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What Is Joist Span?

Joists may make up the structural framing of a roof.
Joists are often made from wood or steel.
Floor joists on new construction.
View of second story floor joists from below.
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  • Written By: B. Turner
  • Edited By: Bronwyn Harris
  • Images By: Mtmmarek, Vibe Images, Gord Webster, Howard Sandler
  • Last Modified Date: 12 November 2014
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Joists are the horizontal members that make up the structural framing of a deck, floor, ceiling or roof. Often made from wood or steel, they are engineered specifically to provide adequate support to various structural applications. A joist is supported at either end by either a beam, wall, or other framing member. They may also require additional supports, known as "intermediate supports," along their length. Joist span is the distance between the beams, walls, or other structures that support a joist along its length.

The total joist span is the distance from one end of the joist to the other. When sizing a joist or determining its span, builders must examine the design span rather than the total span. The design span is the length of the joist measured from the face of the supports at either end. For example, a 10-foot (3.05 m) joist resting on a 6-inch (15.24 cm) wall at either end has a design span of 9 feet (2.743 m).

The size and material of a joist is directly related to the span. The maximum length of joists is set by local building codes, and varies widely from city to city. A larger or deeper joist is capable of safely spanning a greater distance than a smaller joist, though the specific distance depends on the material of the framing members as well as on the design of the building.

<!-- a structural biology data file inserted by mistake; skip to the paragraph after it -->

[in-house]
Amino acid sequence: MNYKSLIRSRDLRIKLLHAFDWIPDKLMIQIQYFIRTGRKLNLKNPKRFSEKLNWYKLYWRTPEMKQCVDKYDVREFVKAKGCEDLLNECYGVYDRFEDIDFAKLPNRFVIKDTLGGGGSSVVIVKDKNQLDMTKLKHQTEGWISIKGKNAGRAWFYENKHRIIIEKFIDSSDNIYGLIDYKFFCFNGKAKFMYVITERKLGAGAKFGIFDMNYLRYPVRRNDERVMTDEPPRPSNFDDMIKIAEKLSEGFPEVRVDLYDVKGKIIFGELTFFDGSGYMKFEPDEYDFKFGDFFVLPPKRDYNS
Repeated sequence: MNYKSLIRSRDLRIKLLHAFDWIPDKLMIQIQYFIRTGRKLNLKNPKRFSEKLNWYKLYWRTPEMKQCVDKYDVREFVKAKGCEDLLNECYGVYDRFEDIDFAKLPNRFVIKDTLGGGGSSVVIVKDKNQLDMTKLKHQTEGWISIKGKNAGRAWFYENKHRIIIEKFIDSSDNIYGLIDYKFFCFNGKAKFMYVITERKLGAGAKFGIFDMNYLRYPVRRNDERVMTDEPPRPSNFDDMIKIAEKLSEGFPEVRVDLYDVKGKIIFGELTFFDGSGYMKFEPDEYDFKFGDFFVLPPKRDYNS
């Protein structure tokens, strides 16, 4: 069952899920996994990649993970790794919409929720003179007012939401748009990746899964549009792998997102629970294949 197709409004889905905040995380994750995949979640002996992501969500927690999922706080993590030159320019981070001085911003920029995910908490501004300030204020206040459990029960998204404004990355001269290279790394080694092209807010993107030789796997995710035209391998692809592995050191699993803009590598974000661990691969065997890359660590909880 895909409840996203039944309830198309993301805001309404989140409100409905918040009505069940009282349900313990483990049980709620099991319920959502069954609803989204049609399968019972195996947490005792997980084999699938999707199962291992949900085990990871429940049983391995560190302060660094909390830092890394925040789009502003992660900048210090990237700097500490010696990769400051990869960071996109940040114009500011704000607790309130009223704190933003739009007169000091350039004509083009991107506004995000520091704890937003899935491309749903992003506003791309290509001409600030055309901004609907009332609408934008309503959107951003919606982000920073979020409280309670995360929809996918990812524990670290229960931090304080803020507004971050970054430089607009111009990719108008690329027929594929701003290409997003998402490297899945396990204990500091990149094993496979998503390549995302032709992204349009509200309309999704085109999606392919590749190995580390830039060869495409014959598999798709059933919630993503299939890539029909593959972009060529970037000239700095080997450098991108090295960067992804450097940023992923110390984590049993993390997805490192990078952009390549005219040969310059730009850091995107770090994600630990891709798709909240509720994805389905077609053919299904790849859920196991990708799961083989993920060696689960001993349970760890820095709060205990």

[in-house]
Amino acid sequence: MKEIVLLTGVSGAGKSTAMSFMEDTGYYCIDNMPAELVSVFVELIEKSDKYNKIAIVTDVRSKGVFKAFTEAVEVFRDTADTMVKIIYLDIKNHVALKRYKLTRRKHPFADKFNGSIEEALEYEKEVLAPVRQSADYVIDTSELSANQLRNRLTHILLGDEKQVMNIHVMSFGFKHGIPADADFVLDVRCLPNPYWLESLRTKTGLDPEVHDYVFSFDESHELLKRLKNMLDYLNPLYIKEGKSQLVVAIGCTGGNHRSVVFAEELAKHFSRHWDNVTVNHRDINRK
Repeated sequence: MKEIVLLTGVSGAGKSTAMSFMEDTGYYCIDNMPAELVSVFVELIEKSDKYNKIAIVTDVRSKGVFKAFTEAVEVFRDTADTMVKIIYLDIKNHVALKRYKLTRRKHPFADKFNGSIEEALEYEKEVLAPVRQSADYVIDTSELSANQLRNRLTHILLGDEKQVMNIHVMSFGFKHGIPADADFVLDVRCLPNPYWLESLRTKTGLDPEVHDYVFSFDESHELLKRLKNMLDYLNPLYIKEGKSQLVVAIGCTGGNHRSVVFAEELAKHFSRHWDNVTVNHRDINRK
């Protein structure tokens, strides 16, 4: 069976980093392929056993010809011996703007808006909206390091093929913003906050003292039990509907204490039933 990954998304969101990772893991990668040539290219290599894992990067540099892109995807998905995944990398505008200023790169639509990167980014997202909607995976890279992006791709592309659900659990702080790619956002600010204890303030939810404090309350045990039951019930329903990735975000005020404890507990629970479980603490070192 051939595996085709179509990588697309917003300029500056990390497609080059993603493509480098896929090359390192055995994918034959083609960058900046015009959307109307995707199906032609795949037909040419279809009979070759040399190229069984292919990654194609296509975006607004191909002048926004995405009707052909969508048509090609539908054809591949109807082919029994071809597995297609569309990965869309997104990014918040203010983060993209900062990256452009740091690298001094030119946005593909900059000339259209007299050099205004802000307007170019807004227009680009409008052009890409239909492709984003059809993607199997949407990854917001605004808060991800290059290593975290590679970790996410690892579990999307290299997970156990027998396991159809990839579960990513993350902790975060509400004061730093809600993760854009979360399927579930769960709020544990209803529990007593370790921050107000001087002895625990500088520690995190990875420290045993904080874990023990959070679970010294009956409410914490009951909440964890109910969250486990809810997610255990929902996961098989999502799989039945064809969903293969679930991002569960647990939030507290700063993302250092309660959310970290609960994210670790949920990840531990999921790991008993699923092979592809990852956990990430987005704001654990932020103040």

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Most joist manufacturers have their own span tables, which give recommendations for joist size based on the required span. These tables tell consumers how far a joist is expected to deflect, or move when subjected to a specific load. Each manufacturer produces a separate table for each type of joist it manufactures. Consumers can use these tables to choose materials based on the maximum deflection specified in the local building code. For very large joist spans, consumers may not be able to find large enough joists to meet code, and will instead have to add intermediate supports along the length.

As a general rule-of-thumb, joist depth in inches can be calculated by dividing the required span in half, then adding two. For example, a joist that must span 10 feet (3.05 m) should be at least 7 inches (17.78 cm) deep. While this type of calculation is useful for making preliminary estimates, homeowners or builders should consult a structural engineer or architect to confirm the correct span and depth for each application.

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StarJo
Post 1

Now I understand why joists are important enough to get into a feud with a landlord over! My neighbor did just that, but I did not get the significance of it until reading this article.

He told us that he was moving because a joist in the floor was broken, and the landlord had refused to fix it. I now know that a joist span includes the distance from one wall to the next, so I can see that a joist is not just one little broken board.

In addition to not repairing the joist, the landlord also went up on the guy’s rent. He got out of there quickly. The floor was about to collapse beneath him!

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